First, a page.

I am a brand-new follower, both of your tweets and your web-page and looking forward to catching up on your sparkling observations, both previous and fresh ones. Keep up your brilliant work.

  4. elvene says:

    As the ‘season of mists and mellow fruitfulness’ approaches, there is always something edifying about the way that the game of conkers takes me back to my childhood – especially my school days. Though not an entirely pleasant experience (school that is) they (conkers) do fill me with an oozing excitement; as I remember the hours spent meticulously preparing them in vinegar and baking them in my mother’s oven – in an attempt to battle harden them.

    I still recall the euphoric effect a single brown reddish tinged fuit of nature had on my friends and I as we stood in the playground – our warm breathes puncturing holes in the cold morning air – waiting to cross swords (or strings mainly) and to be filled with a loftiness of spirit as your opponent’s cherished conker was sent crashing into oblivion – a wailful choir of small voices mourning their champions defeat.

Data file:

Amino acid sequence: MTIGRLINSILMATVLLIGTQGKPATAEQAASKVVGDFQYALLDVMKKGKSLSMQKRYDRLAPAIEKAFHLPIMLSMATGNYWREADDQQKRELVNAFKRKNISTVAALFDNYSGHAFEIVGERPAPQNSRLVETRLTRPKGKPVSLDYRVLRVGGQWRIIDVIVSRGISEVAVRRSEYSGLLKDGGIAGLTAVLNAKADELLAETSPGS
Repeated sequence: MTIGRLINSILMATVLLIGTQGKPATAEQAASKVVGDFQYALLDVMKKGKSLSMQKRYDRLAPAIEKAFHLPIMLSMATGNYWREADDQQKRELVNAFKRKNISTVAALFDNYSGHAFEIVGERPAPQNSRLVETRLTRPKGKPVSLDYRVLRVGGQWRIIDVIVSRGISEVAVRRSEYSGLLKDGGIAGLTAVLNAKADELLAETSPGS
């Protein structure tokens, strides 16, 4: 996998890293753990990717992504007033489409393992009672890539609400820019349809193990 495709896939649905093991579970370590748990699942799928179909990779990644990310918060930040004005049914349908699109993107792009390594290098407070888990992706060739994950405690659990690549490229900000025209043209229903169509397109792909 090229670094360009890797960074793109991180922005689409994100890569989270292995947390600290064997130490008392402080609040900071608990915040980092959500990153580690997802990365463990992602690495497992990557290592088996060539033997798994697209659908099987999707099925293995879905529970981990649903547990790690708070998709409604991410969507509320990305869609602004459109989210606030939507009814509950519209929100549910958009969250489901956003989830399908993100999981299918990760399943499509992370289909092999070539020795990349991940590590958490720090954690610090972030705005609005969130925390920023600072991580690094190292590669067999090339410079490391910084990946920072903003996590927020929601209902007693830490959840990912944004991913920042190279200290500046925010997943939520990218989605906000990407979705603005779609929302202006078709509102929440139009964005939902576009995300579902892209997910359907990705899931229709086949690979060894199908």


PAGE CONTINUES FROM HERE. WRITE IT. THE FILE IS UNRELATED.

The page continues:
5. MollyPrewett says:

    “That thing is as delicious as it is dreadful.”

    Unless, of course, you are a teacher, and then it’s just dreadful.

  6. DasNest says:

    and again it feels so good to read all your comments! I had a very creative but stressfull weekend planning and recording a 4-hour-broadcast for our little webradio “www.ohrfunk.de”. It’s about Bruce springsteen having his 60. Birthday on September 23d, and I did it together with a very competent but somehow energy draining friend of mine. so my head was quite full of things and I felt quite tired. to read your comments about autumn, my most favourite season, calmed me down so much and makes me feel as if I walked through leaves. thank you! Lingering hiere I feel that this ist not only Steven’s side but also very much ours. I never had such a feeling reading a weblog.